A detector on the NASA probe circling Saturn has gathered a rare sample of interstellar dust from a galaxy far, far away.
Scientists working with the Cassini space probe have made a stunning discovery. According to a report from Science Daily, an instrument on the probe called the cosmic dust analyzer, or CDA, has gathered a sample of a number of rare microscopic particles that originated from stars far beyond our own solar system.
Scientists from Heidelberg University analyzed the composition of the dust and were surprised to find that it consisted of gasses like helium as well as a number of heavy metals. Heidelberg earth scientist Dr. Mario Trieloff says that these miniscule particles are the raw materials that compose the Earth and other Earth-like planets.
The finding is a rare opportunity to analyze particles from the depths of outer space. Typically, astronomers need to rely on the numerous space probes patrolling our solar system to intercept these roaming interstellar dust particles. The CDA fixed to the Cassini space probe is equipped with a mass spectrometer that analyzes dust on the spot and sends the data back to earth.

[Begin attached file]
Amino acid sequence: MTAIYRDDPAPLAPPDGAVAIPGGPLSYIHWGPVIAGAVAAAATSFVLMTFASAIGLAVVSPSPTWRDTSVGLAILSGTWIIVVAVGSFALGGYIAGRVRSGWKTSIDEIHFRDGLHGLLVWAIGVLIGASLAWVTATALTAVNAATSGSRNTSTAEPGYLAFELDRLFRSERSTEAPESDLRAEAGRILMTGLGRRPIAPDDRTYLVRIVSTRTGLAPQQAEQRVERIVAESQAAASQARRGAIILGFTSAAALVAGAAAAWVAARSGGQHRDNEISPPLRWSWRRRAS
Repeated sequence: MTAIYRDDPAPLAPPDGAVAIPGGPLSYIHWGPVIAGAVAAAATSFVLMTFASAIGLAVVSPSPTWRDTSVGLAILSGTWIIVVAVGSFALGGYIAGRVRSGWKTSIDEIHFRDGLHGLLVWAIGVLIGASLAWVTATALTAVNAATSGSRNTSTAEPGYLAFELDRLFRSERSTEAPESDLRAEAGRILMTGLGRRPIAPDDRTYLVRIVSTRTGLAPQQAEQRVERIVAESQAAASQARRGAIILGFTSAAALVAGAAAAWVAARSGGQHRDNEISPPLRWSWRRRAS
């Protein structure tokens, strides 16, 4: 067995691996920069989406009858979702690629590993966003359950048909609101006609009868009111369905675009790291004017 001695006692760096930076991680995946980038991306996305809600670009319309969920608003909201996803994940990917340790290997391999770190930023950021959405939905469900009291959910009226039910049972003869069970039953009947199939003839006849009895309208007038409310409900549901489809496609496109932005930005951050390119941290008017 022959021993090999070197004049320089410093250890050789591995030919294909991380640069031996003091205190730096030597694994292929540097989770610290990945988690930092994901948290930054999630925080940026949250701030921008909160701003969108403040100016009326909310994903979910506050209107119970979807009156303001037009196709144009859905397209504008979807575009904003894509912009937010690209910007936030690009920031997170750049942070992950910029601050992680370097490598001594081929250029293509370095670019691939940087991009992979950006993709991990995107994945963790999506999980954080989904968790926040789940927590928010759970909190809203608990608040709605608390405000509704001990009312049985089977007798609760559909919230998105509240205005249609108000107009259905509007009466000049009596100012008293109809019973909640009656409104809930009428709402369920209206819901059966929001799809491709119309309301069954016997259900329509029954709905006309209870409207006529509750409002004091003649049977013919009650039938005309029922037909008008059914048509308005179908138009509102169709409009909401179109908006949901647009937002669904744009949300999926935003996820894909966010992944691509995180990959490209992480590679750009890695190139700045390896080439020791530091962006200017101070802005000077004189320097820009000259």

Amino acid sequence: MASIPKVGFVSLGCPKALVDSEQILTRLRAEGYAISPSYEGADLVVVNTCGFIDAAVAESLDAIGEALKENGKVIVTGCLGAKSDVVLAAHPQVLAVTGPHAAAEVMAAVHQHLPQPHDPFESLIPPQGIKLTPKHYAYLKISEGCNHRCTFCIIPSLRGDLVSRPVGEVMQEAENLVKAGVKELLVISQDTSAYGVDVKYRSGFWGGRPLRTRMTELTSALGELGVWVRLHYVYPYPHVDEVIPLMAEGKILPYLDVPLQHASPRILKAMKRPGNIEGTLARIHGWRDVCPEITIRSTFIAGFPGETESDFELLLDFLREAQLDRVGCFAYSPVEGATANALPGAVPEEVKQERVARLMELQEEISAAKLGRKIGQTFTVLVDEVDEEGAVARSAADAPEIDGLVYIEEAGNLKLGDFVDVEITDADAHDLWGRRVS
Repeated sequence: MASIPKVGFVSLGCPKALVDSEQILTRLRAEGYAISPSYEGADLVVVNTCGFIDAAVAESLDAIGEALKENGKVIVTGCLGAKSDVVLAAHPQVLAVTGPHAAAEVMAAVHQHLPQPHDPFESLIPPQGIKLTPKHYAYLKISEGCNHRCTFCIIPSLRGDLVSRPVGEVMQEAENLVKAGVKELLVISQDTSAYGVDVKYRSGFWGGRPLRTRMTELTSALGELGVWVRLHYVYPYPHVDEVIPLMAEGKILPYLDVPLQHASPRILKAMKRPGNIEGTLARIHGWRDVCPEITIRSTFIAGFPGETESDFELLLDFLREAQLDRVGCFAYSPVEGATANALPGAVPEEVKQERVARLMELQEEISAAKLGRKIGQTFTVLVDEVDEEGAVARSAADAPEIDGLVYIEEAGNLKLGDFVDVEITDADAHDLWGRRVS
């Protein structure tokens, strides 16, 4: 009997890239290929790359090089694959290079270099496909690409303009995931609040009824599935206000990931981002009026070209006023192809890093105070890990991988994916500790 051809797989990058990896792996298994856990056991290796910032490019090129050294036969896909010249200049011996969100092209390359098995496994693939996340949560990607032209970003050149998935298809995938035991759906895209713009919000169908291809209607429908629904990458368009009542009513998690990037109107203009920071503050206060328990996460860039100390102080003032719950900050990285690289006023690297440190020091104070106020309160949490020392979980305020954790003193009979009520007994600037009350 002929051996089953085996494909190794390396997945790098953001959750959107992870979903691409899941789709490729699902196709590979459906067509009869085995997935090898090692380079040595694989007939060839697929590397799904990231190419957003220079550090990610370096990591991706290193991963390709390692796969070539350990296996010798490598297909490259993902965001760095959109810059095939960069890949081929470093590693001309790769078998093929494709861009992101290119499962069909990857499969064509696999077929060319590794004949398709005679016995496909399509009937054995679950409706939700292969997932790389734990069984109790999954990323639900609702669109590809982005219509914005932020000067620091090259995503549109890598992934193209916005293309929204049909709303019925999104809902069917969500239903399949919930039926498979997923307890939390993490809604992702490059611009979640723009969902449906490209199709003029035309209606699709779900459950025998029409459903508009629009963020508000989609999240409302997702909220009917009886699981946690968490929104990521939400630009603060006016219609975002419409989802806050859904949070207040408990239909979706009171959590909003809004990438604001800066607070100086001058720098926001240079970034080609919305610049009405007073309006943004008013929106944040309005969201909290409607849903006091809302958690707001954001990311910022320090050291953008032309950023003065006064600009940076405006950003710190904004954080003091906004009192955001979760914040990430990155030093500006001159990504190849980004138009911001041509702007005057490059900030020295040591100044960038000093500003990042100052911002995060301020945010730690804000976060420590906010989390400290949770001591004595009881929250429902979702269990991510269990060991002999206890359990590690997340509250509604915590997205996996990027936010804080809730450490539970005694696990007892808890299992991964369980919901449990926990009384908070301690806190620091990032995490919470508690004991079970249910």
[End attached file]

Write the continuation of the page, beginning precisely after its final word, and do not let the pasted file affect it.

The finding marks the first time astronomers can read data from a “statistically significant” sample of the rare interstellar dust particles. According to Dr. Frank Postberg, “The result of the measurements was truly amazing. The 36 particles of interstellar origin, that are very similar in their composition, contain a mix of the most important rock-forming elements – magnesium, iron, silicon and calcium – in average cosmic abundance.”
Dr. Postberg explains that though a single dust particle weighs less than one trillionth of a gram, they contain “the whole element mix of the cosmos.” The only elements missing from the sample, he said, were highly volatile gases that exist under extraordinary conditions.
The finding is fascinating because it reveals that the dust was likely homogenized to the composition of stellar dust we might find in our own cosmic backyard. It affirms the idea that the building blocks of matter are more or less the same no matter where in the universe our travels may take us.
A press release from NASA’s Jet Propulsion Laboratory describing the details of the study can be found here.